Amir Shahkar…, Real Estate Pro in Cupertino, CA

What would you like to see on a Realtor's blog site?

Asked by Amir Shahkarami, Cupertino, CA Tue Sep 25, 2007

What would you like to see on a Realtor's blog site? What information can help you in the Real Estate process?

Help the community by answering this question:


Hello Amir,

I'd like to see something that tells me about the Realtor's area of expertise. For example, if you are an area specialist for Mission San Jose, maybe you could highlight your knowledge of the area by featuring different "hotspots" in your blog. Pay a visit to the local farmer's market or a popular neighborhood bookstore and write about that in your blog. As a buyer, I'd love reading personal reviews about an area I'm interested in moving to, and I'd feel confident working with a Realtor who's actually spent some time in an area where I'm home shopping.

In addition to the neighborhood info, I also think it would be great to feature an answer to a Question of the Day. Like Jim mentioned below, there are alot of common questions that home buyers/sellers have, so posting some thorough answers on your blog a few times a week would encourage someone like me to bookmark your site while I'm home shopping.
4 votes Thank Flag Link Fri Sep 28, 2007
HI Carrie,

Some MLSs rules require us to have a customer relationship before we can release detailed info. This can be as minimal as a name and email address.

We are members of several MLSs and each has different rules. Most MLSs have a rule that state a broker will not advertise another broker's listing without permission. The interpretation to that varies.

In one MLS, it recently went before a grievance committee because a Realtor printed a list of all available properties within a development (about 50 homes were listed.) The Realtor who did this was deemed to have advertising listings that were not hers, and in violation. If the info was requested, the Realtor would be allowed to respond to the request. It was a violation for her to make a list and distribute.

We provide a hot list of properties, but I cannot give it to you, unless you sign up, and the above guidelines are the reason. If you complete a form and request it, I can respond. But, if I distribute a list, I am in violation of my MLS membership rules.

Each MLS has its own set of rules. I provided this as just one example of why you might encounter a request for a sign-up that had nothing to do with the agent or broker’s desire to ‘make you sign up.’

Realtors often do or fail to do certain things that frustrate the public when the Realtors are simply being compliant. I have heard complaints that a Realtor did not answer the question about schools or crime rates, but instead refer buyers to specific third party web sites. We do that in order to be compliant with the laws that govern us. So, a Realtor website may not include data that a buyer thinks it should include. While you may not be looking for this info specifically, I have heard this as a direct complaint about Realtor sites in general from others.

Realtors must abide by state licensing laws, state and federal disclosure and fair housing laws, RESPA laws, local, state and national associations, MLSs, local municipalities, and broker policies. Sometimes it becomes a balancing act to be compliant, meet consumer expectations, and maintain the fact that we are in business to make a living and our knowledge is part of the value proposition that we bring to the table. While I strive to be a good source for credible information, I also have to remember that I have to earn a living and my knowledge was gained as a result of hours of sweat equity, lots of education, and a few hard knocks of being burned here and there. I try to find a reasonable line, but consider myself very open with clients.

I appreciate your comments here very much, and wanted you to have a better understanding of the whys and hows of certain info restrictions or sign up requests. If you have further input and comments, we are all very interested in hearing those. Please do share.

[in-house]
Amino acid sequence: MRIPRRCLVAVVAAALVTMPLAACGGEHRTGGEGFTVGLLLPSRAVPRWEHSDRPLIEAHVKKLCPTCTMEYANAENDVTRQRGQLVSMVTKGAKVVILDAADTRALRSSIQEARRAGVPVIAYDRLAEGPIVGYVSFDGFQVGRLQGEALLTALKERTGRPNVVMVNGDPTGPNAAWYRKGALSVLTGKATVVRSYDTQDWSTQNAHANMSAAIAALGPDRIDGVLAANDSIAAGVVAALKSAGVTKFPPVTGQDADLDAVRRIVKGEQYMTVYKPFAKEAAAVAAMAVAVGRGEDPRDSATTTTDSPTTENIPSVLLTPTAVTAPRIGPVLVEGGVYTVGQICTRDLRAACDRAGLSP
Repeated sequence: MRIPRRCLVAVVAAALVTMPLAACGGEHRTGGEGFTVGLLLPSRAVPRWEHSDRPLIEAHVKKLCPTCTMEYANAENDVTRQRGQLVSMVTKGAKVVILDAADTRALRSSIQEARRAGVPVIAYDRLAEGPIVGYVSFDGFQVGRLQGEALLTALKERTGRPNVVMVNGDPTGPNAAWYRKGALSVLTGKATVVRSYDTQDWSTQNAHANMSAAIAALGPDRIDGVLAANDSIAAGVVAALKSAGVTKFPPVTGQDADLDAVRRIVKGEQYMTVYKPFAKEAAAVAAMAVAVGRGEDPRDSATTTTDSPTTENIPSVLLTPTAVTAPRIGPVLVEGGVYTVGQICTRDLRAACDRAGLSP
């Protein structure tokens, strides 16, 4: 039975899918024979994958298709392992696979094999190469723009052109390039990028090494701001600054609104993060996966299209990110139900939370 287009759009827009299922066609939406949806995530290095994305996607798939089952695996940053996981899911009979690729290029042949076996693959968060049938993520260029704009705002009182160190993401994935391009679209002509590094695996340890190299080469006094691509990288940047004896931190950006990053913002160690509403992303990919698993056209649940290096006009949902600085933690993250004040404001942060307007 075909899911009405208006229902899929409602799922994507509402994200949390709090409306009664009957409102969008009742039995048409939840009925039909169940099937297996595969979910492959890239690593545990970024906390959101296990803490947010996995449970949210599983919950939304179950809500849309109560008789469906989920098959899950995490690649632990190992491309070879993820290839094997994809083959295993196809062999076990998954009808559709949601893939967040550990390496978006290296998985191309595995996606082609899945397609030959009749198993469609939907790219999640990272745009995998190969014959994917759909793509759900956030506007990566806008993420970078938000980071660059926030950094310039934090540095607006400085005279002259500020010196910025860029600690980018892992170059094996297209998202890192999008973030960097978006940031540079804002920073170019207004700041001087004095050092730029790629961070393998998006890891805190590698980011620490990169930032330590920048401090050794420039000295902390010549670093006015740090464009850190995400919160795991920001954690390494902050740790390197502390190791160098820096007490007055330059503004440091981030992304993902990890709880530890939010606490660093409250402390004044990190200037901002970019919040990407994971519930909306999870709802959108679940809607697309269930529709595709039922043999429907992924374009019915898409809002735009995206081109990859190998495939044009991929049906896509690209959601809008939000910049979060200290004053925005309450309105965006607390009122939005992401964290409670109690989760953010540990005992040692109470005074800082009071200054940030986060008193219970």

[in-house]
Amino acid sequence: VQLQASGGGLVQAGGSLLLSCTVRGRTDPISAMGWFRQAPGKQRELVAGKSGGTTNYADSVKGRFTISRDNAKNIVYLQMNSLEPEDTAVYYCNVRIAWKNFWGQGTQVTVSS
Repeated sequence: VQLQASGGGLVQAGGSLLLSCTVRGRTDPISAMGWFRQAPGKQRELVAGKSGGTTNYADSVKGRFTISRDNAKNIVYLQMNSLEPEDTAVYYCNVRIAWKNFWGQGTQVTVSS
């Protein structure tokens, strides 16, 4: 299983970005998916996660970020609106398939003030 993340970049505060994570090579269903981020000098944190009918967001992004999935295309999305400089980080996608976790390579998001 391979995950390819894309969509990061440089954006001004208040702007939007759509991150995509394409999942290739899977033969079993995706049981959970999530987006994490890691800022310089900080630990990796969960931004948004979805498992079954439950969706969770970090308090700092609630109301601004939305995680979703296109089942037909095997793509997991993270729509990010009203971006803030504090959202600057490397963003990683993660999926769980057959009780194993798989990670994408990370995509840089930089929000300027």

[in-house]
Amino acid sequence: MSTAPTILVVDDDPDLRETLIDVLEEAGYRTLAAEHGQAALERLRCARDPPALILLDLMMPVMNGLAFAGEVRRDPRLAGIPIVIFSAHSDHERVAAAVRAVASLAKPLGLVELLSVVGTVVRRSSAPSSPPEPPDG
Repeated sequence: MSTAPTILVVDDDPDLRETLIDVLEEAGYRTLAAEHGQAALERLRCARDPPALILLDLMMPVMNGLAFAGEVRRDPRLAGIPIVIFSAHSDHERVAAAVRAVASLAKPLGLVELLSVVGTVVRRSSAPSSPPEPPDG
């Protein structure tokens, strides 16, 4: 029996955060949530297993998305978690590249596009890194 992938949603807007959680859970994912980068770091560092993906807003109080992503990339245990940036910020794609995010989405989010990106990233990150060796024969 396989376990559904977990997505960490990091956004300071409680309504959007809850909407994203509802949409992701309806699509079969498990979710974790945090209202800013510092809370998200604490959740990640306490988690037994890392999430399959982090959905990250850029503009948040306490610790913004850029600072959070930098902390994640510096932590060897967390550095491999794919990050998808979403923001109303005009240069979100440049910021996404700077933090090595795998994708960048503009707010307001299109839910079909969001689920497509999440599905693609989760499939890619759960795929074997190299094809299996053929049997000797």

Tx again.
3 votes Thank Flag Link Sat Sep 29, 2007
Deborah Madey, Real Estate Pro in Brick, NJ
Who cares about a blog site, if their website is as much of a pain as most realtors' websites.

Two problems off the top:

1. Pictures--if you mention something in the description, especially if you mention it's a Must See--let's see the pictures. The Internet is a visual medium, so drown them with photos to make your point.

2. Listing honesty. I have had it with listings that list 2 full baths, but there are only 1.75. Don't forget garage/parking spaces. If there are 2br and a den, please say so. It would be nice if these homes were searchable as either 2br, 3br or 2br/d. Something like that.

3. Easy access to MLS. I hate websites that are sticky, and have you click on something, and lead you to fill out a form without warning. I may want to just check something. I don't need you to run a search, and I don't want to wait for you to get back to me or e-mail it to me. However, if I do, don't smother me. I like the alerts, but stop bugging me. I don't shop for real estate like I do for shoes.
3 votes Thank Flag Link Fri Sep 28, 2007
Amir - Trulia questions are a good source to find out what consumers want to know. Just go through the past questions over the past five months. Some of the most common are "What is the standard percentage to offer below the sellers list price?" {Many consumers don't easily distinguish between list price and market value} "Where can I find foreclosures?{Most consumers still believe that foreclosures are at some amazing discount to market value} There are some 6000 questions, at least a third of them asked by consumers. - If I were writing a book or a blog I would read through those and pick the most popular ones.
3 votes Thank Flag Link Tue Sep 25, 2007
Jim Walker, Real Estate Pro in Carmichael, CA
A great resource and speaker on the subject, if you can keep up with him, is Dustin Luther. If you ever get a chance to hear him speak do so. You can see his work at: Here’s a quote about his work: “Dustin Luther has created a must read real estate blogging resource, Rain City Guide, which includes his tireless and insightful observations, with a dash of fun and neat technology. He has also enlisted the help of a group of seasoned real estate experts to add to the already rich content.” ~January 7, 2007 Jonathan Miller, President/CEO, Miller Samuel Inc. and author of the Matrix
1 vote Thank Flag Link Wed Oct 3, 2007
Great question Amir.
I think Jim makes a good point.
1 vote Thank Flag Link Wed Oct 3, 2007
Something that demonstrates their knowledge of the neighborhood. More personality, less sales talk. A good blog should be entertaining.
1 vote Thank Flag Link Wed Oct 3, 2007